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Saturday, October 15, 2011

Into the Valley of Death

South of Kigali and west of Kibungo is a flatter, marshy region with rivers and lakes known as the Bugesera. Until recent times the area was isolated. Now there is a fast, bitumen road to the Burundi border which takes an hour by car and the population of its main town of Nyamata is increasing rapidly. It still has the most extensive area of native acacia bushland in the country outside Akagera National Park. In days gone by there were lions and elephants in the region with the remaining 26 pachyderms finally being moved to Akagera in 1975.
Ntarama Memorial
Before the genocide in 1994 Bugesera was a very ethnically mixed area. At the time of the death of the last great Tutsi king in 1959 the area had been very underpopulated due to its scrubby terrain, poor soil, irregular rainfall, wild animals and tsetse flies but the killings and turmoil that followed the king's death led to large number of Tutsi from areas like Gitarama, west of Kigali, fleeing to seek better lives elsewhere. Displaced Hutus from northern areas also came. By April 1994 there were around 60,000 Tutsi, the majority cattle farmers, living and working together with their Hutu neighbours most of whom cultivated the viable fields.
Clothes of victims
Then "between eleven in the morning on Monday April 11 and two in the afternoon on Saturday May 14 (after which the Rwandan Patriotic Front army arrived to send the killers scurrying across the border into Congo), about 50,000 Tutsis were massacred by machete, murdered every day of the week, from 9.30 in the morning until 4 in the afternoon, by Hutu neighbours and militiamen, on the hills of the commune of Nyamata." This is the powerful beginning of Into the Quick of Life (2000) the first in a series of three books written by the French author Jean Hatzfeld and based on testimonies of survivors of the Bugesera slaughter. If there is one set of books that should be read on the Rwandan genocide then this is it. The second book A Time for Machetes hears the testimonies of the killers themselves from inside the Bugesera penitentiary where they were being held at the time of the book's publication in 2003.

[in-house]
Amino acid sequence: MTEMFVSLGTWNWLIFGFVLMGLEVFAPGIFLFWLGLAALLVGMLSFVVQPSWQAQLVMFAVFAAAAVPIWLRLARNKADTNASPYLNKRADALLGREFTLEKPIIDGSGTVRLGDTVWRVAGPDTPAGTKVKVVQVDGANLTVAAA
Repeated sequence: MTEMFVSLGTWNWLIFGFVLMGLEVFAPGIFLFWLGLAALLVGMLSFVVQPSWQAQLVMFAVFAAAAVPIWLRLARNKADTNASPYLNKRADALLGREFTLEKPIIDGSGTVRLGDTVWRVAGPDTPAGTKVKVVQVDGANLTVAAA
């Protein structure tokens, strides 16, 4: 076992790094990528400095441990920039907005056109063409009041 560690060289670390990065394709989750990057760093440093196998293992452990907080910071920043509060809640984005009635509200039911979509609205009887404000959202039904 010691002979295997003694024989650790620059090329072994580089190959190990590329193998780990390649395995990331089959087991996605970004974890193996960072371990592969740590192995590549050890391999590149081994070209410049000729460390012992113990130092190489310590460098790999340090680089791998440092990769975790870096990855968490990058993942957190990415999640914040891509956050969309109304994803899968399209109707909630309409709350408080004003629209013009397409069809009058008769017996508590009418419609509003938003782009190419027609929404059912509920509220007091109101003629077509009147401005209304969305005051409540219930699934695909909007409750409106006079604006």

The banality of evil
The third book is titled The Strategy of Antelopes (2007) and covers the period in the mid 2000s when the killers were pardoned and allowed to return to their homes. The attitudes of the returning killers and the feelings of the survivors about their return make for a gripping narrative. Imagine giving WWII gas chamber operatives their freedom and allowing them to settle next door to holocaust survivors whose relatives they had murdered! Yet, prison space limitations for the sheer number of killers detained, untended fields creating food shortages and a burning desire to move on and reconcile the nation has led to vast numbers of journeyman killers being pardoned provided they have admitted to their crimes and displayed some, often mild, form of contrition for their actions. (This does not apply to the big wig genocidaire leaders who are tried at the international court in Arusha, Tanzania.) The long-suffering and still traumatised survivors have to accept this decision for the greater good often obliged to be polite and shake the hands that may have borne down on their loved ones.
Some of the Ntarama victims
It was in this context that we visited the two main memorials in the Bugesera district - Nyamata and Ntarama, the latter slightly more to the north. Both were churches where large numbers of Tutsis had sought refuge after the killing started in Kigali on 7 April. To no avail. Two days later blue-helmeted UN soldiers turned up and whisked away the five white priests and nuns who constituted the abazungu community in the district. Local Hutus rejoiced as the killing could now begin in Bugesera away from the prying eyes of westerners. On 11 April, Nyamata church was stormed by the Interahamwe militia and army, killing all 10,000 people who had gathered in the grounds. The two underground crypts there contain over 40,000 bodies of those who died in the church massacre and elsewhere with the victims' personal belongings and clothes piled on every pew. At Ntarama around 5,000 died and many of their clothes have been left hanging from the church rafters. The guide was at pains to show us the blood stained wall where babies were smashed to death.

Many died in the Bugesera marshes where they were hunted down among the papyrus reeds. Their bodies were often never recovered, either rotting in the swamps or floating all the way along the Akagera River as far as Lake Victoria. However, most of the survivors also came from the marsh areas as it was much easier to stay out of sight than elsewhere. Of the 6,000 who fled to the eucalypt forests only 20 survived.
Some of the victims' property


It is said that the killing rate of around 10,000 a day, average, for the less than three month duration of the Rwandan genocide is the highest ever for any war or genocide and, unlike most 20th century atrocities which were mechanised, this one was done almost entirely by hand.


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